Whenever I have the chance, I like to look at student feedback and read first-hand accounts of how the courses are impacting our students. Students often get so passionate about whatever it is they are studying—Tanach, Jewish history, etc—that they say things like—“it’s inspired me to”—and you can fill in the blank here: learn more, do more, explore more. Knowing that our work is having a real impact on their Jewish path is what drives us all forward.

What are your passions in Jewish education? Where do you see it going in the future?

Historically, the Jewish community has always been the aggregate of many types—doers, thinkers and scholars, artists of all kinds. Today, the path to an engaged Jewish community is acknowledging, embracing, and acting on this—we’re a diverse bunch and have different aspirations, passions, and learning needs. I am hopeful that there will be a wider acceptance and use of personalization and in constructivism in our schools, so that we are there to support each and every student on their Jewish journeys.

I think we will also see a simultaneous move toward and away from technology. On the one hand, there is a recognition that educational technology—done right—can transform learning from a one-size fits all to a meaningful and hands-on experience. On the other hand, all of us need to step away from our devices more often: to go outside and be awed by nature, to sit down with a group of friends and chat face-to-face. We should be able to find the right balance over time.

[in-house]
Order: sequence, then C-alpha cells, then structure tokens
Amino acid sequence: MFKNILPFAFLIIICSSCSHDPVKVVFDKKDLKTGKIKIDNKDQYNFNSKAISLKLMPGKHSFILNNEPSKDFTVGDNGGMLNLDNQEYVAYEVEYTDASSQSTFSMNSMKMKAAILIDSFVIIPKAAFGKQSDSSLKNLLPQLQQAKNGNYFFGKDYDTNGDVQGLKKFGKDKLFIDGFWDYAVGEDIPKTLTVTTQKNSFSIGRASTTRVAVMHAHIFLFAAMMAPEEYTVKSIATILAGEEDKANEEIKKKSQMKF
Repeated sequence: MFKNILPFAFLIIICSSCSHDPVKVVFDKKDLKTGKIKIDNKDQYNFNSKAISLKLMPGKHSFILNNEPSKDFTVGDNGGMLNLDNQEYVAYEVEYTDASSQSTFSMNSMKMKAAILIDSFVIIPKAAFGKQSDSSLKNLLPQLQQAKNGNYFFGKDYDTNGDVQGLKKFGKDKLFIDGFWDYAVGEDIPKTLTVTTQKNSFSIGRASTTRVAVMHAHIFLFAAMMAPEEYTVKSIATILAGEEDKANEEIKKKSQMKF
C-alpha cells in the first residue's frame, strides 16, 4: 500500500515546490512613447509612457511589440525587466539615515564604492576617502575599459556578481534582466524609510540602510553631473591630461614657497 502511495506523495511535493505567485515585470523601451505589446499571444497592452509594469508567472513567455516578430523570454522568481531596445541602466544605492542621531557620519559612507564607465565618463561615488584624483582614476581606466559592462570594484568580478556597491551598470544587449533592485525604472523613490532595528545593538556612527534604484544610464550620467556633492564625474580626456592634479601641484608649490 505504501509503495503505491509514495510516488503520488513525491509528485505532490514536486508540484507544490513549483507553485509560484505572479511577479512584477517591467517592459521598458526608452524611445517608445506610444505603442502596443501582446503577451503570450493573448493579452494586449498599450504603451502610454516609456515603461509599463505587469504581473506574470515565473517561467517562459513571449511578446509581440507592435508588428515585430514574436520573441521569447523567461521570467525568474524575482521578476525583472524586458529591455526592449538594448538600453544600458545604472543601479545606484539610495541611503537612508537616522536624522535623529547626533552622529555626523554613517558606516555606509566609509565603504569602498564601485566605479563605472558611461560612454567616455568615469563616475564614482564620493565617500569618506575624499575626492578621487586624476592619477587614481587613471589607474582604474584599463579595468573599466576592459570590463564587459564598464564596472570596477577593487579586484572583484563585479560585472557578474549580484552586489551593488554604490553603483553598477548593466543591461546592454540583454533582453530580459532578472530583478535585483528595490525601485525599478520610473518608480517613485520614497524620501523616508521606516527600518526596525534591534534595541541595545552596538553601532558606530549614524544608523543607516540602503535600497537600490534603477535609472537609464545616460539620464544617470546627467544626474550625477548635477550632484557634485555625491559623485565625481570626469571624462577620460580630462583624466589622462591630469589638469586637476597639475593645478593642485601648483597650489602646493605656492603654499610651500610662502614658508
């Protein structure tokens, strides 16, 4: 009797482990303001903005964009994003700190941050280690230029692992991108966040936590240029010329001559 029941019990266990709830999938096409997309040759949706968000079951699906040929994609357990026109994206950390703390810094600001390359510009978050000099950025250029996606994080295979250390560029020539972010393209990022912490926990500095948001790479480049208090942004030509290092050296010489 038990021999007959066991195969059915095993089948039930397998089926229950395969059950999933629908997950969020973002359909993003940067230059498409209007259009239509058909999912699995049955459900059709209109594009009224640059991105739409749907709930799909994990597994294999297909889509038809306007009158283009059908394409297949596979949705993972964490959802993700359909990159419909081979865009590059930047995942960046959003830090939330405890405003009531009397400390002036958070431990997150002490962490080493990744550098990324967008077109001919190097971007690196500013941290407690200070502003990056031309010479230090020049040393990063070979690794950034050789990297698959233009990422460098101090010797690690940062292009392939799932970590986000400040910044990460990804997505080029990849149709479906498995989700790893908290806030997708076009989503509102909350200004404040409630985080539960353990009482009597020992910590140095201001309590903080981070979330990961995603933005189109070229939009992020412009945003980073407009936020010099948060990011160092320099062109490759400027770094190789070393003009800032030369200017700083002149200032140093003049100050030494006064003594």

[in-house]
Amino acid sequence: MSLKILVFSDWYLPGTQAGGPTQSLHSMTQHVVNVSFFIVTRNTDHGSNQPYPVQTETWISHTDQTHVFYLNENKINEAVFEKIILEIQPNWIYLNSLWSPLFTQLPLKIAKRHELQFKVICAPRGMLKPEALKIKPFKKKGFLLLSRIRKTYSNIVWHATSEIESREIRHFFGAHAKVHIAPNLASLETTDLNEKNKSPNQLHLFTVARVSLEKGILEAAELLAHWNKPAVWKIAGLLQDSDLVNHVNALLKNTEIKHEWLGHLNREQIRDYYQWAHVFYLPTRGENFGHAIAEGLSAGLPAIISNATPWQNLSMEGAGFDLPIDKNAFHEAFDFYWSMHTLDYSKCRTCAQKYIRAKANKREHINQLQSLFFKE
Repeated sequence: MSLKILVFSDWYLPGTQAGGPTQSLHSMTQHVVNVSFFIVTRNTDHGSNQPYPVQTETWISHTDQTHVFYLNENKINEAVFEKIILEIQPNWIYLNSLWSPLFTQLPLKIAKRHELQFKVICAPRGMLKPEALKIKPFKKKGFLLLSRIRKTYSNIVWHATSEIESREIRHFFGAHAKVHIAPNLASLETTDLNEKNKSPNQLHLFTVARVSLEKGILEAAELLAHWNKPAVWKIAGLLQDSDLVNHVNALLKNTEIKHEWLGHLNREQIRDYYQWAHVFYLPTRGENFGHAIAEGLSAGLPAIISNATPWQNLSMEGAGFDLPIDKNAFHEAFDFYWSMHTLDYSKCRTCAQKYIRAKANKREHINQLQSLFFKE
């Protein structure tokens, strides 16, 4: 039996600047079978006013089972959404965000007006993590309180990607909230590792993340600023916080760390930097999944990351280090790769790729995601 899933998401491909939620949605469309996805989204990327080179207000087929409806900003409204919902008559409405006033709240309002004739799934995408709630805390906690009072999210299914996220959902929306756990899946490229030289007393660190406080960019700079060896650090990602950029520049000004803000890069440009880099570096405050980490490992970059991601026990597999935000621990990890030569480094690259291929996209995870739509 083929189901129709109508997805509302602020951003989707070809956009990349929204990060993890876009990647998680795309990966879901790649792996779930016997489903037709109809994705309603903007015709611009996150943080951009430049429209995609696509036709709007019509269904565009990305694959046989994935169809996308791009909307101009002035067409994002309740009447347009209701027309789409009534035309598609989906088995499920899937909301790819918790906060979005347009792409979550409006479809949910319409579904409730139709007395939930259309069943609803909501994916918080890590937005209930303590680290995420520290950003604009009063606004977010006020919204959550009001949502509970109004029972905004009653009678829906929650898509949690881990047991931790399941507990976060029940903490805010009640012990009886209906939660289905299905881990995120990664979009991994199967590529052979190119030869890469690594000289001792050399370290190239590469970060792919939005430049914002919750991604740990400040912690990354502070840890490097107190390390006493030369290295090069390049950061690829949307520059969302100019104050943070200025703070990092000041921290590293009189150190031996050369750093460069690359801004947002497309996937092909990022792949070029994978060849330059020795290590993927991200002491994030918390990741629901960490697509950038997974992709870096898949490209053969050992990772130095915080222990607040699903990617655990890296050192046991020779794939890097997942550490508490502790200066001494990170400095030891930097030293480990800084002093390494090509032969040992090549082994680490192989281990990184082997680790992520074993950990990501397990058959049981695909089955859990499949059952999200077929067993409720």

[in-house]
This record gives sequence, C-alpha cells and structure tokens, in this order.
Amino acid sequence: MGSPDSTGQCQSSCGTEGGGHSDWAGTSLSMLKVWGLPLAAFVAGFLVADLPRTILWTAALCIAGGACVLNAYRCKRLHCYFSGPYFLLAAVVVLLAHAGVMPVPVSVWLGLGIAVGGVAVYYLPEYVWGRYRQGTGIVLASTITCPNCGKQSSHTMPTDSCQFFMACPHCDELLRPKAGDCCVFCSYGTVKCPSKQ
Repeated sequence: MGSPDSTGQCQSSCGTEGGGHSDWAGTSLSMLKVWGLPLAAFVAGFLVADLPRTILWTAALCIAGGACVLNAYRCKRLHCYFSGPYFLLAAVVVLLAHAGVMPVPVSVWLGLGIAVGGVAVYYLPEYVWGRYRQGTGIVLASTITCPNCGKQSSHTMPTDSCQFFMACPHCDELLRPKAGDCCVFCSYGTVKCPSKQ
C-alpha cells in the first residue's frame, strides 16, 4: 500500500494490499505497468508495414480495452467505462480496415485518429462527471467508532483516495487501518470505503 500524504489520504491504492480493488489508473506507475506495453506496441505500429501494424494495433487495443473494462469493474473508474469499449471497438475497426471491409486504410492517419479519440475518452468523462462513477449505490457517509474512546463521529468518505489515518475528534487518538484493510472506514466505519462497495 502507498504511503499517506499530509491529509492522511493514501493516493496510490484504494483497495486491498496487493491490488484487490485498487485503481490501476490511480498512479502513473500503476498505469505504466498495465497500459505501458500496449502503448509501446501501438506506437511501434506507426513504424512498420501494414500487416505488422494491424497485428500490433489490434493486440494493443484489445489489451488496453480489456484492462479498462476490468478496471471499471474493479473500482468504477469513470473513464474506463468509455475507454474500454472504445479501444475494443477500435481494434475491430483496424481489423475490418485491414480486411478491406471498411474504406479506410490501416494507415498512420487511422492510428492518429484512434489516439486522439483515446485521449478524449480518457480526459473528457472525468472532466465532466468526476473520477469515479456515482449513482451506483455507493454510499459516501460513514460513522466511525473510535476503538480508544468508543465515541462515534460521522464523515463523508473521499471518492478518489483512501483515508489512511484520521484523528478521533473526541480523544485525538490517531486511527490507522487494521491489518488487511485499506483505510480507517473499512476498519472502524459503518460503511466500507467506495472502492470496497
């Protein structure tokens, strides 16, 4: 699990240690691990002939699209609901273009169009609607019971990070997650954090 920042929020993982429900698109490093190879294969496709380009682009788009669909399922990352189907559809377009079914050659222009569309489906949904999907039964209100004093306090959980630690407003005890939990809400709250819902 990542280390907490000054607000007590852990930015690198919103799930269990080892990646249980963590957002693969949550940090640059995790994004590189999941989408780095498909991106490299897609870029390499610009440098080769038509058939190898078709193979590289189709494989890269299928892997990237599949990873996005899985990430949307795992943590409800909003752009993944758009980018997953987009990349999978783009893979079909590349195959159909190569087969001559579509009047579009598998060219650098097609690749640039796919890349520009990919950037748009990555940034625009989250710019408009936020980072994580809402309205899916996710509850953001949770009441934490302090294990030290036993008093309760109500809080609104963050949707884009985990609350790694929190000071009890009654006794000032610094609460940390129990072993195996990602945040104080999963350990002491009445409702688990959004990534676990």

Jan 162019
 

Are you looking for what’s trending in Jewish day school thought leadership? Look no further than eJewishPhilanthropy, where day school leaders have contributed many inspiring articles of late. We recommend you add the following to your reading list.

  1. “Unlocking the Potential of Jewish Day Schools” by Paul Bernstein

Paul Bernstein, CEO of Prizmah: Center for Jewish Day Schools, shares Prizmah’s new five-year strategic plan. The focus is on “unlocking the potential of the inherent link between communities and Jewish day schools to secure a strong Jewish future.”

  1. “The Empowerment of the New Jewish Superhero” by Rabbi David Saiger

How do you teach your students to listen in the Judaic studies classroom – both to the texts, and to their peers? Rabbi David Saiger of Milken Community Schools in Los Angeles participated in the Pedagogy of Partnership (PoP) Day School Educator’s Institute at Hadar and shares thoughts on how “PoP helped me imagine a new reality in which our Torah study changes lives by modeling an essential practice in the world of civil discourse – true, open, listening.”

  1. “College Admissions and ‘Measuring’ Students: A Different Approach for Day Schools” by Alanna Kotler

What do you think about standardized testing, and its role in education and child development? Alanna Kotler argues that it’s time to re-think this role and suggests some innovation in how we define success and learning for our students. As one potential model for Jewish day schools to consider, she talks about the Mastery Transcript Consortium which has been adopted by Gann Academy in Boston.

  1. “In the Face of Tragedy: 10 Lessons Learned by a New Head of School” by Mark Shpall